At first glance, the Ungaretti family looks about the same as any other
Mike and his wife, Abby, live and work in Livingston. They have two nine-year-old
sons—twins Garrison and Hayden. Garrison loves to play Minecraft
on his Kindle, while Hayden spends most of his free time reading books like
Harry Potter or
The Hunger Games.
The twins have seen providers at Livingston HealthCare since they were
born. When Dr. Heather DiCross joined the LHC team as a pediatrician in
2014, Garrison and Hayden began seeing her regularly. At the time, the
twins were close to turning four. It was also around this time that Abby
and Mike started noticing something different with their son, Garrison.
He would start staring off into the distance—unable to recognize
anyone around him, or to know where he was. These episodes developed into
seizures that Garrison would have every so often. The condition continued
as he got older.
By 2017, Abby says that Garrison was admitted to the hospital after visiting
LHC's emergency room about fifteen times.
“One night, he was having an episode and I asked him what was wrong,”
Mike says. “He said there were zombies after him. He had no idea
what he was saying—it was all part of it.”
Now, six years after first noticing Garrison’s symptoms, he is leading
a life typical of a nine-year-old boy. This is something that Abby and
Mike contribute largely to how Dr. DiCross helped their family.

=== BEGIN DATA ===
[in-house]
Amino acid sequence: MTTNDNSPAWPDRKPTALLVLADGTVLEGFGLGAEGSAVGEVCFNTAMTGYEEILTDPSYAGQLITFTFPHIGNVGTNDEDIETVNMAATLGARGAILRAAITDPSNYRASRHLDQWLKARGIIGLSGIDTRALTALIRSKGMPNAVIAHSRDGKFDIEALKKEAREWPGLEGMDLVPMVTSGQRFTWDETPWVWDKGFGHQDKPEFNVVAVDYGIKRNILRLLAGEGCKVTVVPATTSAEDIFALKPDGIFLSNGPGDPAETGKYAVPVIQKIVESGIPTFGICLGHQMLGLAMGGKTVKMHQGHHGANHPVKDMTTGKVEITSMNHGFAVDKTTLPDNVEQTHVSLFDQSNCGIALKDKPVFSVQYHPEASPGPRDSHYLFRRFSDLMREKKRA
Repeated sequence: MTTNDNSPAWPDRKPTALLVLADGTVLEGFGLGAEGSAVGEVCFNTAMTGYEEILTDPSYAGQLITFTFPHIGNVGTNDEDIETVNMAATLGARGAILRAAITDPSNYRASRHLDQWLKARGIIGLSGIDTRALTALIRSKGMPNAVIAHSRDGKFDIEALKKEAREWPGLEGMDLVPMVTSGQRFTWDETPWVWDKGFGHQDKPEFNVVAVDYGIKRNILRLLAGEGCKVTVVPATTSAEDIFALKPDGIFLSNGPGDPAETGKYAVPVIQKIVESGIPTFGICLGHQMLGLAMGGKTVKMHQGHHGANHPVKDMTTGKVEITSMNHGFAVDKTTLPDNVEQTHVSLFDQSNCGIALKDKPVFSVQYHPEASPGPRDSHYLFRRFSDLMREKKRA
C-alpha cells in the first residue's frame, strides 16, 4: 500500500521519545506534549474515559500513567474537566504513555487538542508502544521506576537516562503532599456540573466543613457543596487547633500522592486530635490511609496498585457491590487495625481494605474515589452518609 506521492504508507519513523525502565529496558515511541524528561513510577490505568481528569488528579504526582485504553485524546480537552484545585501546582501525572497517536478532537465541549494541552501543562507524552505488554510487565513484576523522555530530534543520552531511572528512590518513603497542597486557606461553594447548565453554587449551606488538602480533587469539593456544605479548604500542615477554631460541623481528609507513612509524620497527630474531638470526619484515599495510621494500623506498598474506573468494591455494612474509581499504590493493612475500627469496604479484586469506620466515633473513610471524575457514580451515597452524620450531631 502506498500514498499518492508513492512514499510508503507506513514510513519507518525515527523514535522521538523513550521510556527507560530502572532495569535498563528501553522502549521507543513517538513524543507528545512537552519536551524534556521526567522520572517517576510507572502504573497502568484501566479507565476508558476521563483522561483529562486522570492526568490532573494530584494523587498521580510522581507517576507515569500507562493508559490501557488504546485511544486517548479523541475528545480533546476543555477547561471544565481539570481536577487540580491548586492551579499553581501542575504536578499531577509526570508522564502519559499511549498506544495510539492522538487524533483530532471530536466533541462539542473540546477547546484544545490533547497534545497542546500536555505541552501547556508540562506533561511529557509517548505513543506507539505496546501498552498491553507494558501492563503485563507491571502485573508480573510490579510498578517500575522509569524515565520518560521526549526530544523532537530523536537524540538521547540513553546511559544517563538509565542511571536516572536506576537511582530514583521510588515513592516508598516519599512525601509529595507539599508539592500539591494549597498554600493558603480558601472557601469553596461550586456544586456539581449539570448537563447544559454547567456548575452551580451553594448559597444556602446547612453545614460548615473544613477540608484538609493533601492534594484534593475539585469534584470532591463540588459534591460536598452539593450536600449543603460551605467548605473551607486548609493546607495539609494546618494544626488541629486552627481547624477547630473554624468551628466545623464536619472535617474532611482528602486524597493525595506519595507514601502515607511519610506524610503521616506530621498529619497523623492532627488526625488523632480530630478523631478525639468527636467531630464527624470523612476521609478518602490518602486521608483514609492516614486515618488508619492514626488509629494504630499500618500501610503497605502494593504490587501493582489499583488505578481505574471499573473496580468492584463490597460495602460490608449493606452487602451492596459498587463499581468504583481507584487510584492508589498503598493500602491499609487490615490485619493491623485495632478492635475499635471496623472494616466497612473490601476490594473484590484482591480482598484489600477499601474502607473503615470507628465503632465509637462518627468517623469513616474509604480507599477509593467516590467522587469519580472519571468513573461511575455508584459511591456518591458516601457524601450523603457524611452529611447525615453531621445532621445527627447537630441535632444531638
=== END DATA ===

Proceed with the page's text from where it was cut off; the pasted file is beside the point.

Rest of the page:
DiCross frequently spent nights alongside Garrison when he entered the
LHC emergency room with an episode, even on days where she wasn’t
working or even on call.
“Dr. DiCross sat and held his [Garrison’s] hand and looked
in his eyes and made us really feel like he was important to her, not
just another kid,” Abby says. “That was that key moment for
me that was like, ‘she really cares. She really wants to know how
he feels.’ ”
DiCross spent countless hours observing Garrison and trying to learn exactly
what was happening. She understood that what he was going through was
beyond something she could treat, and wanted to ensure that he got the
proper treatment as soon as possible.
Dr. DiCross reached out to find the right specialist in order to hopefully
figure out what was happening with Garrison. She found specialists in
Nashville and Denver and connected the Ungaretti family with them.
Garrison and his family visited the medical center in Denver for the first
time in November 2017, where it was eventually established that Garrison
suffered from psychogenic nonepileptic seizures (PNES).
PNES are similar to epileptic seizures in many ways, but are of a psychological
origin, whereas epileptic seizures are of a neurological nature.
After a follow up in January 2018, Garrison says he’s feeling all
better. Dr. DiCross continues to see Garrison and Hayden regularly. Both
twins say they love how kind she is when they see her. It’s clear
she’s left a lasting impact on the Ungaretti family, not only with
her care, but also with her ability to go above and beyond for her patients.
“Without Dr. DiCross, we would still be where we were at—coming
into the ER once or twice a week,” Mike says.